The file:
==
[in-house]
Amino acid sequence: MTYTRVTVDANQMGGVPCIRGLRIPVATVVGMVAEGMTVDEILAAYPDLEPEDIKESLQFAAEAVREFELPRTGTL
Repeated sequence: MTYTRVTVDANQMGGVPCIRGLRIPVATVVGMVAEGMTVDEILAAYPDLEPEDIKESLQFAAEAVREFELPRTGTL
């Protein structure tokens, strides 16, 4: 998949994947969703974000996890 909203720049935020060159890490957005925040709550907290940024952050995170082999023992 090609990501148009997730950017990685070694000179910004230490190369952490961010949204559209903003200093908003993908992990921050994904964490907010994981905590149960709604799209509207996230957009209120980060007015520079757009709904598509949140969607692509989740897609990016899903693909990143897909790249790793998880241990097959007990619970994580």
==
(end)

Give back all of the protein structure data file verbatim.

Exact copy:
[in-house]
Amino acid sequence: MTYTRVTVDANQMGGVPCIRGLRIPVATVVGMVAEGMTVDEILAAYPDLEPEDIKESLQFAAEAVREFELPRTGTL
Repeated sequence: MTYTRVTVDANQMGGVPCIRGLRIPVATVVGMVAEGMTVDEILAAYPDLEPEDIKESLQFAAEAVREFELPRTGTL
């Protein structure tokens, strides 16, 4: 998949994947969703974000996890 909203720049935020060159890490957005925040709550907290940024952050995170082999023992 090609990501148009997730950017990685070694000179910004230490190369952490961010949204559209903003200093908003993908992990921050994904964490907010994981905590149960709604799209509207996230957009209120980060007015520079757009709904598509949140969607692509989740897609990016899903693909990143897909790249790793998880241990097959007990619970994580």